Situation 1

Take care not to take the additional income into a higher income tax bracket by accelerating it to 2021/22, i.e.

  • By bringing income forward to 2021/22 into the higher rate tax band which would otherwise be the basic rate tax band in 2022/23, On earned income which crosses into the higher rate band from the basic rate band by £10,000, this would result in extra tax on the income of £2,000 (£10,000 x (40% – 20%).
  • By bringing income forward to 2021/22 into the additional rate tax band which would otherwise be the higher rate tax band in 2022/23, On earned income which crosses into the additional rate band from the higher rate band by £10,000, this would result in additional tax on the income of £500 (£10,000 x (45% – 40%).

For 2021/22, the income tax rate bands are as follows:

BandTaxable incomeIncome tax rate
Basic rate£12,751 – £50,27220%
Higher rate£50,271 to £150,00040%
Additional rateAbove £150,00045%

Situation 2

If you claim child benefit and your total income is between £50,000 and £60,000.

Example:

Jennifer is an employee of Shanday Ltd and has impressed her employers over the past year. Her salary is £50,000. Her employers would like to pay her a bonus of £10,000 in April 2022 as a reward for her performance and they have suggested bringing the bonus forward slightly to the 2021/22 tax year to beat the increase in NIC, with a view to saving them £125 each.

Jennifer is single with two children and claims child benefit in respect of her children.  For 2021/22, the amount of child benefit that she receives is £1,827.80

HMRC recoup child benefit where the person has income above £50,000 in the tax year. 1% of the child benefit is recouped for every £100 of income between £50,000 and £60,000.  Once income goes above £60,000, the child benefit is recouped in full.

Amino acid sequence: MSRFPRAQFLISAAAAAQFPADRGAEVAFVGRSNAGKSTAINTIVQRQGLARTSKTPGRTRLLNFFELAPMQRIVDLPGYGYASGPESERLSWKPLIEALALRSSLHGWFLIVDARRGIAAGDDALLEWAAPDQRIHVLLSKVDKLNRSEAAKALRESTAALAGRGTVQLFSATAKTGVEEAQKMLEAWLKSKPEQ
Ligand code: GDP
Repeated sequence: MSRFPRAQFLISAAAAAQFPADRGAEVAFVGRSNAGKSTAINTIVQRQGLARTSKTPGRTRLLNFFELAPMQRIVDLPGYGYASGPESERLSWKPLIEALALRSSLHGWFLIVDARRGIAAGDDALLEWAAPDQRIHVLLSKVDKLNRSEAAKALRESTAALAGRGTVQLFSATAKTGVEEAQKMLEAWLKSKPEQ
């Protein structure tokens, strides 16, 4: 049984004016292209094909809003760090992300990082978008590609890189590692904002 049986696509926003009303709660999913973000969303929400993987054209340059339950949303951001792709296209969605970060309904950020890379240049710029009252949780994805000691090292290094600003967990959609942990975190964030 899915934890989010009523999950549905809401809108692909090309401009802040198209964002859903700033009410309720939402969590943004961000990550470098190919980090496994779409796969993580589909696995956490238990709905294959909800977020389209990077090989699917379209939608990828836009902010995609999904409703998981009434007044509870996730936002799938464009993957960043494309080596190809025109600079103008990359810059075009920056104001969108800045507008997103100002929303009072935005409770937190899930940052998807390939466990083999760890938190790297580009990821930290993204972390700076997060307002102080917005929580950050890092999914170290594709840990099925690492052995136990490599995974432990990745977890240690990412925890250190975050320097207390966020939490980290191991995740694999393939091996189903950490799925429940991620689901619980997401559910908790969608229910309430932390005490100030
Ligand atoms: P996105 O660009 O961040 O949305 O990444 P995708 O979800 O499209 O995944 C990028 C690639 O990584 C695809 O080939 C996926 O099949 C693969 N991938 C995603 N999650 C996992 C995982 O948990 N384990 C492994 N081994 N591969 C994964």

By accelerating the £10,000 bonus into 2021/22, Jennifer would save £125 in employees NIC. However, as the bonus would take Jennifer’s total income for 2021/22 to £60,000, the child benefit would need to be fully repaid to HMRC. By accelerating the bonus into the 2021/22 tax year, Jennifer would be £1,702.80 worse off.

Situation 3

If your income for the tax year is between £100,000 and £125,140.

Example:

Catherine is a director/shareholder in Anchor-S Ltd. Her only income for the year ended 5 April 2022 is a salary from employment of £90,000. 2021/22 has been a phenomenal year for Anchor-S Ltd. Her employers would like to pay her a bonus in April 2022 of £20,000 as a reward for her performance and they have suggested bringing the bonus forward slightly to 2021/22 to beat the increase in NIC with a view to saving them £125 each.

Catherine would be well advised not to agree to this. The reason is that where total income in a tax year exceeds £100,000, the personal income tax allowance (£12,570 for 2021/22) is abated by £1 for every £2 of income over £100,000. The effect of this is that the rate of tax on income in the range of £100,000 to £125,140 is effectively 1.5 times the normal tax rate.

The effect of this on the rate of tax on the bonus would be as follows

2021/22
Income tax bandNormal higher rate tax rateHigher rate tax on £100,000 – £15,140 bracket
Higher rate40%60%

So, in this example, the effective rates of tax on the bonus would be:

  • On the first £10,000 – 40%
  • On the balance – 60%

This would mean total income tax on the bonus is £10,000 (£10,000 x 40% + £10,000 x 60%.

In an attempt to avoid the extra NIC of £125 (and £125 for her employer), Catherine would pay an additional £2,000 in income tax if the bonus is accelerated into 202/22.

In this example, it would be sensible for the employer to pay £10,000 of the bonus before 6 April 2022 and the remaining £10,000 after 5 April 2022 in order to avoid the 60% tax charge in the £100,000 – £125,140 income bracket.

Conclusion

There is a small potential saving to be had from bringing income forward to the 2021/22 tax year.  However, care needs to be taken in the above situations to ensure that, in doing so, this does not actually leave you with MORE tax to pay.

CONTACT OUR PRIVATE CLIENT TEAM FOR MORE INFORMATION